Scientific computing


Scientific Computing & Many-Core Acceleration

High Performance Computing (HPC) is a key part of Scientific Computing.  With the growth of multicore CPUs & many-core GPUs (graphics processors) HPC is concerned with algorithms & implementation techniques for shared-memory and distributed-memory parallel computing.  We focus on the use of GPUs, and work across the University to exploit the benefits offered by them, both on single systems or the Emerald GPU system.

Energy-efficiency is also a major concern in HPC, as the three-year electricity cost can now exceed the purchase price of a system. We are looking at software techniques to assess energy efficiency, and new algorithmic approaches for improving it.

In 2012, OeRC led the procurement of Emerald, the largest GPU system in the UK.  as part of a collaboration between Oxford, Bristol, Southampton and UCL.

NVIDIA has recognised Oxford University, and in particular OeRC, as a CUDA Center of Excellence in GPU computing.

If you would like to find out more about Scientific Computing or collaborate with us in this area please get in touch.

Current Projects

Focusing on enabling real-time processing of time-domain radio astronomy data by exploiting powerful many-core processors.
The OPS project is developing an open-source framework for the execution of multi-block structured mesh applications on clusters of GPUs or multi-core CPUs.
The OP2 project is developing an open-source framework for the execution of unstructured grid applications on clusters of GPUs or multi-core CPUs.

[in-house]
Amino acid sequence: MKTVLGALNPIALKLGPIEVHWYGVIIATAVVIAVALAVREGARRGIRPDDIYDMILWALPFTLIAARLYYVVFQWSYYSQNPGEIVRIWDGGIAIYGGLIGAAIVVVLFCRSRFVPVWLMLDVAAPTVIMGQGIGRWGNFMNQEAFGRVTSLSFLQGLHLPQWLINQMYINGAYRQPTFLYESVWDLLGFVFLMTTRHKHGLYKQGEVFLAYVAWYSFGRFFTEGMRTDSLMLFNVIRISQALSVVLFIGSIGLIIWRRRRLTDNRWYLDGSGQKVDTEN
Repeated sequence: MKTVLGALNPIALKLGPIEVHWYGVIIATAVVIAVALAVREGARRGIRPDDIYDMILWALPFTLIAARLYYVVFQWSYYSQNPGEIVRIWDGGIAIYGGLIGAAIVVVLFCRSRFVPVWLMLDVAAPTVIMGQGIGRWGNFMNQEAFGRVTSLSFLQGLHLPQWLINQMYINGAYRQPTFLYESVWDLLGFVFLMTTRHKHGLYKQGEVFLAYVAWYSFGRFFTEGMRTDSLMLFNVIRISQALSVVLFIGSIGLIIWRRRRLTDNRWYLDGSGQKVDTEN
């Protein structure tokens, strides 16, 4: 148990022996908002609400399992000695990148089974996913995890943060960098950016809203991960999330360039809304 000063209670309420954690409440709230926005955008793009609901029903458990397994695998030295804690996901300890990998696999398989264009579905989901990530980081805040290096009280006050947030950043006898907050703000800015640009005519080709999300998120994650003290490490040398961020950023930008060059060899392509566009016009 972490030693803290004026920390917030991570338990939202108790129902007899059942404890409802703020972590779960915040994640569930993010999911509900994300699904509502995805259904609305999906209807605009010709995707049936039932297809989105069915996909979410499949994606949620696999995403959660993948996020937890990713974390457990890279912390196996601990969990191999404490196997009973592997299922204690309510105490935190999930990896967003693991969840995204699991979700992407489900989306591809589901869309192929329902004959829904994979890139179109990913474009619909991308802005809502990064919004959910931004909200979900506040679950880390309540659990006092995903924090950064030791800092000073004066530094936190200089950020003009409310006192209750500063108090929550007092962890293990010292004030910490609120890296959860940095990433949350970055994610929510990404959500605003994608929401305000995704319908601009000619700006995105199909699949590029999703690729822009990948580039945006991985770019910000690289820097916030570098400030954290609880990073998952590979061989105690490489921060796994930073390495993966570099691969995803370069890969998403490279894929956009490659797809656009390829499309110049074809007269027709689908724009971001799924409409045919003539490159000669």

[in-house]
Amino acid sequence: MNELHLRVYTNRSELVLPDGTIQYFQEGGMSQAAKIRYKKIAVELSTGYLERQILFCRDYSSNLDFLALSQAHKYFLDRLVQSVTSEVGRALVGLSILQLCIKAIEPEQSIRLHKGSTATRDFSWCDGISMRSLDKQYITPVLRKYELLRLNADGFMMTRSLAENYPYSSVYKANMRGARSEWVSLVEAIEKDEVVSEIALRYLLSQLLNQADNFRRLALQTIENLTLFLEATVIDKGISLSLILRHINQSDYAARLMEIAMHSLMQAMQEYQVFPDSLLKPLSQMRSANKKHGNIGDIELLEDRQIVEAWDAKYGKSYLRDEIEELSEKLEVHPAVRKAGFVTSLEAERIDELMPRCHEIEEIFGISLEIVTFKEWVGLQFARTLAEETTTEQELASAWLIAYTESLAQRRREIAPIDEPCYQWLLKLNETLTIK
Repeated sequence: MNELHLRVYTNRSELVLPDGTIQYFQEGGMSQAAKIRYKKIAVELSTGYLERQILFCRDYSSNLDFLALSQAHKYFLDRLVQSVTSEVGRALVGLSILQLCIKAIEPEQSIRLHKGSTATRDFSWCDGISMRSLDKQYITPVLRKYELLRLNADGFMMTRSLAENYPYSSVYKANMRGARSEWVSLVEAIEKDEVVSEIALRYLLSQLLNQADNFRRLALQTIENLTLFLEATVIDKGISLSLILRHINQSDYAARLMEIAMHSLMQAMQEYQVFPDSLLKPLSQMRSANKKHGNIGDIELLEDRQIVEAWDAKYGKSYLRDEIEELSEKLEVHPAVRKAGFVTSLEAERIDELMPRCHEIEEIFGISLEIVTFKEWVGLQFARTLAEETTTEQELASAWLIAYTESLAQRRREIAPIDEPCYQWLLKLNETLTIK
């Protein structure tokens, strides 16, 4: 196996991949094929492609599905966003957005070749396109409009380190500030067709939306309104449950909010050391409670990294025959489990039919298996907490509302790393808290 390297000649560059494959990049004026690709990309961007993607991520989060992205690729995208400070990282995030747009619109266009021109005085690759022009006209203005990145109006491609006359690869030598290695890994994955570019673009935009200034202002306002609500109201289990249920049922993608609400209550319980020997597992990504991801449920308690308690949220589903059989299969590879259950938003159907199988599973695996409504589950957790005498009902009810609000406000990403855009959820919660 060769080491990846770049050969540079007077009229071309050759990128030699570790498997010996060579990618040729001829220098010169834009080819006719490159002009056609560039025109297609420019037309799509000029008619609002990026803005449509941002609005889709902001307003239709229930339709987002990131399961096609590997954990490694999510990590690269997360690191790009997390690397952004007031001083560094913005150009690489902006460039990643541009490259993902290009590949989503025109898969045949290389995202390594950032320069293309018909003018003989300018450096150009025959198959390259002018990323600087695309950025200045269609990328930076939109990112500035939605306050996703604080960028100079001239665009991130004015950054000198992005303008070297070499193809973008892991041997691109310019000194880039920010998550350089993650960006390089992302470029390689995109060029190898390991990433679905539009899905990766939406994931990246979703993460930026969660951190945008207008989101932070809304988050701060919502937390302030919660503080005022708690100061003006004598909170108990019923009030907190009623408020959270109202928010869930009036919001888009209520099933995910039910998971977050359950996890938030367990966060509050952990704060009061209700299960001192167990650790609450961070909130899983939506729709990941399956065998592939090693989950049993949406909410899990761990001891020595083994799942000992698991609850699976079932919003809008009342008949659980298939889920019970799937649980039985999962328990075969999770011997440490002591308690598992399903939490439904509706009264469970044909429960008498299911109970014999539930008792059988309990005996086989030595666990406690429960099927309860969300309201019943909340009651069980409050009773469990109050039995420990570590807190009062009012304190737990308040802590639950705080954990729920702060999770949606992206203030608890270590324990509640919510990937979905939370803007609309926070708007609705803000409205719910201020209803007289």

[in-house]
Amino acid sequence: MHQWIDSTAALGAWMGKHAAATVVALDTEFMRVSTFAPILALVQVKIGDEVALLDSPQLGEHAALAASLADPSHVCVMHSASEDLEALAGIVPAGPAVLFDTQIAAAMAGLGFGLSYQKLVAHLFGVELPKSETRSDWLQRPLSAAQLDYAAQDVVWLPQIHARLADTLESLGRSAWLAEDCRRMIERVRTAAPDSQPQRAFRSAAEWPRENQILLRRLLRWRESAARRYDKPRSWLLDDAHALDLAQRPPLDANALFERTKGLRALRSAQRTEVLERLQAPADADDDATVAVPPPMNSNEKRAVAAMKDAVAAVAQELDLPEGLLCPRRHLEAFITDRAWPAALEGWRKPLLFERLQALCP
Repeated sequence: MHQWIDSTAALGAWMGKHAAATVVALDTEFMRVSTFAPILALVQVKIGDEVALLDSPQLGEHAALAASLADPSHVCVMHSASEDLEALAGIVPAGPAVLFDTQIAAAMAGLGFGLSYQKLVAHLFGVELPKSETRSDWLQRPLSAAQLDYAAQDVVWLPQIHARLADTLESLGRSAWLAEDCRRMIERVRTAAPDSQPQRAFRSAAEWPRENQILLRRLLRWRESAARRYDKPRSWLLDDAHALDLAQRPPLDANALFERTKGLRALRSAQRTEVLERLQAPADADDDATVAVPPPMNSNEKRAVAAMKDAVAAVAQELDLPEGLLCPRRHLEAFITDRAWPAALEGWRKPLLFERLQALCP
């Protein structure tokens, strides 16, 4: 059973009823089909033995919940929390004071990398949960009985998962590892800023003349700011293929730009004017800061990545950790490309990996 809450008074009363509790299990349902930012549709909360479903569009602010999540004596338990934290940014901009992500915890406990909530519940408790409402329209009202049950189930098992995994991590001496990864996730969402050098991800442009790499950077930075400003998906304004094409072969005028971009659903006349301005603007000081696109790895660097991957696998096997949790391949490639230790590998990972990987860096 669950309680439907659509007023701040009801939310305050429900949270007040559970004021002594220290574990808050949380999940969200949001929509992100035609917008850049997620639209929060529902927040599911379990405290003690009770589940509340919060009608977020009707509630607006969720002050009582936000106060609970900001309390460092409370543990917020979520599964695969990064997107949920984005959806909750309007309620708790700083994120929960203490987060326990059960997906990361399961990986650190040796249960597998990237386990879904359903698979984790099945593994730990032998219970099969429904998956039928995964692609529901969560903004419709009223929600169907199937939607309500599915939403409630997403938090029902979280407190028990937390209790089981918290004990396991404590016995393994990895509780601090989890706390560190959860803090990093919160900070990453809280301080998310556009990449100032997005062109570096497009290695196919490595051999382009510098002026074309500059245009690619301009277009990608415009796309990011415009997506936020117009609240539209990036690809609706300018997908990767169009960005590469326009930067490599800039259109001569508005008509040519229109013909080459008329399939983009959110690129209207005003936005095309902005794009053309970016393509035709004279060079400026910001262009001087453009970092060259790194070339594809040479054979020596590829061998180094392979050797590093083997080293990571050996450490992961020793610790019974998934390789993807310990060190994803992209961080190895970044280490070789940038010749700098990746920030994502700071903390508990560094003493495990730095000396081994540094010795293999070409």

Supporting interaction and collaboration between UK numerical analysts, computer scientists and developers and users of software and HPC.
Investigating the latest many-core technologies for delivering energy and cost efficient radio astronomy HPC.
Modern systems are increasingly energy efficient but carbon emissions, constantly increasing energy prices and recent changes in legislations drive a desire to minimise the overall energy consumption of computing.
Oxford University has been named by NVIDIA as a CUDA Centre of Excellence, recognising the excellent research on GPU computing within many departments in the university.
The ARTEMIS group in Oxford design, develop and exploit real-time processors for the discovery of pulsars and Fast Radio Bursts, using many-core technology and intelligent algorithms.

Past Projects

The goals were to help each other with these exciting new technologies, build bridges between application scientists and computing experts, maintain/develop links with international experts, and prepare joint proposals for future research funding.
Existing electricity distribution management systems (DMS) have been designed using operational and algorithmic procedures that are highly centralised.
The Oxford e-Research Centre has a 96 core Dell cluster installed with MS Cluster Compute Server version 1. The cluster is arranged with both thick (quad dual core) nodes and thin (dual dual core) nodes.
Flamingo is a general-purpose auto-tuning framework for software optimisation developed by Ben Spencer. Flamingo is a general-purpose auto-tuning framework for software optimisation.
This pilot will deliver a public-private hybrid cloud architecture and two demonstrators providing higher level services for the support of research.
Exploring which fields share common numerical algorithmic bases to determine areas in which the UK should invest in algorithm development
The purpose of CRISP is to create synergies and develop common solutions for an initial group of eleven European Strategy Forum on Research Infrastructure preparatory phase projects in the field of Physics, Astronomy, and Analytical Facilities.
Algorithms and Software for Emerging Architectures (ASEArch) is a new EPSRC-funded Collaborative Computational Project (CCP), led by the Oxford e-Research Centre, in collaboration with Bristol University and STFC staff at both Daresbury and RAL.